Whatcha lookin’ at, mister? You know something I don’t? The hair rose on the back of her neck as he continued to watch her. It was as though he could see right through the sunglasses and into her mind.
Massive shoulders filled his long coat, suggesting he wasn’t from the area – or else a complete idiot. What native Texan would wear a heavy duster in the middle of July? He tilted his head to one side, reinforcing her perception he was a telepath.
You’re one strange son of a bitch. The side of her mouth shifted upwards as he flinched. Damn, maybe he really can read my thoughts. The possibility left her more uncomfortable than ever.
Reyna whirled around and nervously kicked up a cloud of dust with the toe of her boot. Instinct told her the guy was involved in John Doe’s murder and her natural senses seldom steered her wrong. So why was she reluctant to ask the big Neanderthal a few questions? She glanced at Ty flirting with a cute reporter from the Austin Statesman.
Because it’s always better to send a Texas Ranger.
“Hey, Carter, I need some help over here.” He looked up, arched a brow as if to say “your timing sucks” and reluctantly joined her. “Can your team handle the crowd interviews?” He nodded slowly. “Good. Be sure to check out the . . .” She started to say “creep” but stopped so as not to influence the detective’s opinion. “See if the big guy has an alibi.”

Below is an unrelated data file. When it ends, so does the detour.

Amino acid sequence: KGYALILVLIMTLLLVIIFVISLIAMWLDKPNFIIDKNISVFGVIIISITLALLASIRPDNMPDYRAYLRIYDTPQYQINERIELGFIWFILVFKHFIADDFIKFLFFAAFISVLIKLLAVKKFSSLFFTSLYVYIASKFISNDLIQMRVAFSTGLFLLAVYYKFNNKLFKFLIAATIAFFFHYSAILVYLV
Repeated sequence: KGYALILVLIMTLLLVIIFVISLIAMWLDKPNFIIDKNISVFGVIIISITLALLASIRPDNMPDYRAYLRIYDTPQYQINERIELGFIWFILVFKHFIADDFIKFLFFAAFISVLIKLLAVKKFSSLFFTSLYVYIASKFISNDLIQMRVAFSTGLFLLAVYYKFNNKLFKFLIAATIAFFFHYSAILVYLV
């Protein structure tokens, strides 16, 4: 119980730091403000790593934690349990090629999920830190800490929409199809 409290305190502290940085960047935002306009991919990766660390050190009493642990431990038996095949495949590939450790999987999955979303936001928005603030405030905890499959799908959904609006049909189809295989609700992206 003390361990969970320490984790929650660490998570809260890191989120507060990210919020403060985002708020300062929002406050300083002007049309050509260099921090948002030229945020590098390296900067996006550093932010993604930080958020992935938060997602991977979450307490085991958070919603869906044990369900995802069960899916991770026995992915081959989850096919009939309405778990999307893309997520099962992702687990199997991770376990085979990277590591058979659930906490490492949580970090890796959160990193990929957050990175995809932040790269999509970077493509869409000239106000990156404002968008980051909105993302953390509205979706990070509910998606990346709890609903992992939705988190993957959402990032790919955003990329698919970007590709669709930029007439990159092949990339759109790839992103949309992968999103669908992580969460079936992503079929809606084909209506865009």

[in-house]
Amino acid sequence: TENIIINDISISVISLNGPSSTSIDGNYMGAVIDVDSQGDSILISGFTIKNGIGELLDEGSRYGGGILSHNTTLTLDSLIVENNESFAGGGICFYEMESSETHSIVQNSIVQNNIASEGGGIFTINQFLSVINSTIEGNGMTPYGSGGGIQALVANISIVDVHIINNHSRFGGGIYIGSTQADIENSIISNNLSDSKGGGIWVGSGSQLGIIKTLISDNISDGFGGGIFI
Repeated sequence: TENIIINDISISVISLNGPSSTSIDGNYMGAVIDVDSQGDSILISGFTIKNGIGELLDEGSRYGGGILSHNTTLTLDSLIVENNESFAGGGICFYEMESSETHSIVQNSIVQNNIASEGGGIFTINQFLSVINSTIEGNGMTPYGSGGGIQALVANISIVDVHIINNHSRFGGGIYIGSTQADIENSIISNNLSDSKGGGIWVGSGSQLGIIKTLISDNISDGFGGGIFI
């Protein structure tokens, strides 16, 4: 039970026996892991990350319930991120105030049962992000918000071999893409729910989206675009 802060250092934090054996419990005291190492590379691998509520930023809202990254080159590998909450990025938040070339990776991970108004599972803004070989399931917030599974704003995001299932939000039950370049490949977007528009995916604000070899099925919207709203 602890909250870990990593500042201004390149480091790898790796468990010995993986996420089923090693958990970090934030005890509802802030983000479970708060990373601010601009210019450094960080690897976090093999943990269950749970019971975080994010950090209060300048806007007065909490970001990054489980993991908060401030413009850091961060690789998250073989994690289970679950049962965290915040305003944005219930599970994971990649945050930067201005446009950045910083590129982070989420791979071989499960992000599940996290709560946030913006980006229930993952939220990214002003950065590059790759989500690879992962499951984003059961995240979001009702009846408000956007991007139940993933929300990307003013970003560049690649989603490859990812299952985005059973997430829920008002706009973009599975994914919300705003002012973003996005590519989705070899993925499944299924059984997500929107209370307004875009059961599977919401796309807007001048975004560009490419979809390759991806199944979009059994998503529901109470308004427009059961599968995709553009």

“What big guy?” Ty scanned the faces over her shoulder before donning a quizzical frown.
“The man in the long coat.” She kept her voice low before shifting sideways to raise her arm and point. “He’s gone. Damn it! The guy’s involved in John Doe’s murder. I know it.”
Ty’s mouth twitched. “I’d sure like to enroll in the Reyna Blair Course on Intuitive Crime Scene Investigation. It’d make the process go a lot faster. By the way, Officer, how do you suggest I word my report to say I know someone is a suspect without substantial proof?”
“Shut up.” Her insides jumped at his teasing, sending a splash of color across her cheeks. Reyna quickly hid behind the edge of her cup, praying the lid stayed in place this time.
“I’m done.” The medical examiner stood up, grumbling as his stiff limbs popped and cracked. Removing his gloves, he wiped his hands on a small rag before speaking. “It looks like our man was killed somewhere else and dumped here. No blood around the body. No papers. I found bruising on his wrists which indicates he was restrained before death. Terrible way to go.”
Reyna frowned. Doc’s assessment validated her suspicion it was a ritualistic murder. The weirdo in the long coat looked like he belonged to a Satanic cult so it all fit. “Thanks, Doc. I appreciate your coming out. Purgatory doesn’t have the equipment or manpower to investigate something like this.”
“No problem. The Texas Rangers are always available for helping out. Do you want to be present for the autopsy?”
Her stomach clenched as Reyna shook her head. “Just fax the report. I’ll call if I have questions.”
He nodded then turned to Ty. “You want to examine the body before we transport?”
“Yeah, Doc. Thanks.”
Reyna clamped her mouth shut as a sharp retort rose to her lips. It was her crime scene, damn it, not Ty Carter’s. Rangers always stuck together. If Purgatory had been better prepared to process the crime scene, she’d never have called him. And after seeing the small platoon he brought as an investigative team, she sure as hell wouldn’t do it again.